The ratings agency said on Tuesday Asean members had made “slow and uneven progress toward regional banking sector integration” which as envisioned under the Asean banking integration framework (ABIF) endorsed in December 2014.
It pointed out further moves were likely to remain gradual and expects a full regional financial integration looks like a very distant goal.
“Lower restrictions on cross-border bank ownership would provide some undercapitalised banking systems with a wider pool of investors, and could support policymakers' efforts at sector consolidation in some countries,” it said.
Fitch added foreign capital could also support growth in large markets with low - but rising - banking penetration, such as the Philippines and Indonesia.
Fitch added it expected increased cross-border ownership to support access to the latest risk-management systems and financial technology (fintech), and drive governance improvements in the long term. Asean's stronger banks would gain opportunities for expansion.
To recap, ABIF envisions qualified Asean banks being eventually allowed to operate freely in the region.
However, the ABIF recognises that some banking systems are more ready to open up than others, and that greater integration could allow financial risks to spill across borders if the right regulatory institutions are not in place.
Fitch pointed out the ABIF's timeline sets out that the Asean-5 (Indonesia, Malaysia, the Philippines, Singapore and Thailand) should each have at least one bilateral ABIF agreement in place by 2018 that allows selected banks access to each other's market, and that all Asean countries should have one deal near completion by 2020.
“Bilateral deals have been slow to get off the ground. Malaysia and Indonesia have signed an ABIF agreement and others are being negotiated, but the bigger moves toward regional financial liberalisation well be happening outside of the ABIF framework,” it said.
Vietnam is the country most likely to open up its banking sector further in the near term. Vietnam's prime minister recently suggested that the ceiling on foreign ownership of banks will be raised this year - it is currently capped at 30%.
Pressure to allow greater foreign investment stems from recapitalisation needs. Vietnamese banks' capital buffers are thin, and will come under more pressure over the next two years as Basel II is phased in.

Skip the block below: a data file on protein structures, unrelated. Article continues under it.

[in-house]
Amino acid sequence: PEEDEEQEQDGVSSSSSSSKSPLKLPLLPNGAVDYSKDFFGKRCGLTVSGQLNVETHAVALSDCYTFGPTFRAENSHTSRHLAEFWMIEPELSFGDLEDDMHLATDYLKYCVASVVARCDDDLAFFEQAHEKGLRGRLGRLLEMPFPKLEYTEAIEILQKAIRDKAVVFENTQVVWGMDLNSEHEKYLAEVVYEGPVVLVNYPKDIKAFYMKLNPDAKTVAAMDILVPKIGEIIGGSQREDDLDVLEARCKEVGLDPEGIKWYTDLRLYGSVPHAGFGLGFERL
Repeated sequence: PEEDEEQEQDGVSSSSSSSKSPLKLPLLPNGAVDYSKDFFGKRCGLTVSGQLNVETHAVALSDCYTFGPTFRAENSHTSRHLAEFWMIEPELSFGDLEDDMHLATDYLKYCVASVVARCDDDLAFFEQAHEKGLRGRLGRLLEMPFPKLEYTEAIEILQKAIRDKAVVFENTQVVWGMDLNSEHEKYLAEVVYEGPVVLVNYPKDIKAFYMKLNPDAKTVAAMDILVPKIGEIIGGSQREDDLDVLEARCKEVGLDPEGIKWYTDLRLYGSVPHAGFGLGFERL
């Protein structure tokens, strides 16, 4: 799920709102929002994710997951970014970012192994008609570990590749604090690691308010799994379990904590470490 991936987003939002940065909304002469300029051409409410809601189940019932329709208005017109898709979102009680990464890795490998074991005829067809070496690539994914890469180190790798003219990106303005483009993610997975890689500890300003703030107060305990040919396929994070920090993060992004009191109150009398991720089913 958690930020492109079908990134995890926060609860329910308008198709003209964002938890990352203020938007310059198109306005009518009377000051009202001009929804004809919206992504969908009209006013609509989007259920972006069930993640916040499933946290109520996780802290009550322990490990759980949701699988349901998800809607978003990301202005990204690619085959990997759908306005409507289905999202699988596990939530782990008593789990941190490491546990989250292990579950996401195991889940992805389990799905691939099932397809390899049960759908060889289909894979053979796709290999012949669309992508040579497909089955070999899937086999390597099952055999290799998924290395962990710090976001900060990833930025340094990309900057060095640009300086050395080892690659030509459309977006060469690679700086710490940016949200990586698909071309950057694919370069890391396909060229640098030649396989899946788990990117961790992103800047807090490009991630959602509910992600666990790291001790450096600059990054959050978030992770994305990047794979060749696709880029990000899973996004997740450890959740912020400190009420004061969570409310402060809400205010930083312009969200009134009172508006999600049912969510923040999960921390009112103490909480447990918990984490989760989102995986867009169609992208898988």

However, it is very unlikely that limits will be raised sufficiently to allow foreign control of large state-owned banks. This will continue to act as a deterrent to some investors. It will also limit potential improvements in bank governance.
The Philippines has taken the biggest steps toward banking-sector liberalisation, removing the cap on foreign ownership of banks in 2014.
The larger Philippine banks have sufficient access to capital and have little immediate need to sell major stakes to foreign investors, but foreign banks have established their own subsidiaries and branches in the country.
Entry by foreign banks into the Philippines is likely to support investment and economic growth in the near term by helping to fund much-needed infrastructure investment.
As for Indonesia, it is pursuing bilateral ABIF deals, but it also serves as an illustration that ASEAN might not always move toward financial liberalisation. Foreign ownership of most Indonesian banks was capped at 40% in 2012.
“The move in part reflected political pressure for the large and growing market to be reserved for domestic banks, but Indonesian banks were also in far less need of capital than they were when the foreign ownership limit was raised to 99% in 1999,” it said.
Further moves toward financial liberalisation in Asean will depend on the pressures facing each system, and will be sensitive to changes in the political climate.
Meanwhile, Asean's policy of non-interference and lack of strong central authority, as well as caution over the potential risks attached to rapid financial liberalisation, are likely to result in slow progress on the ABIF.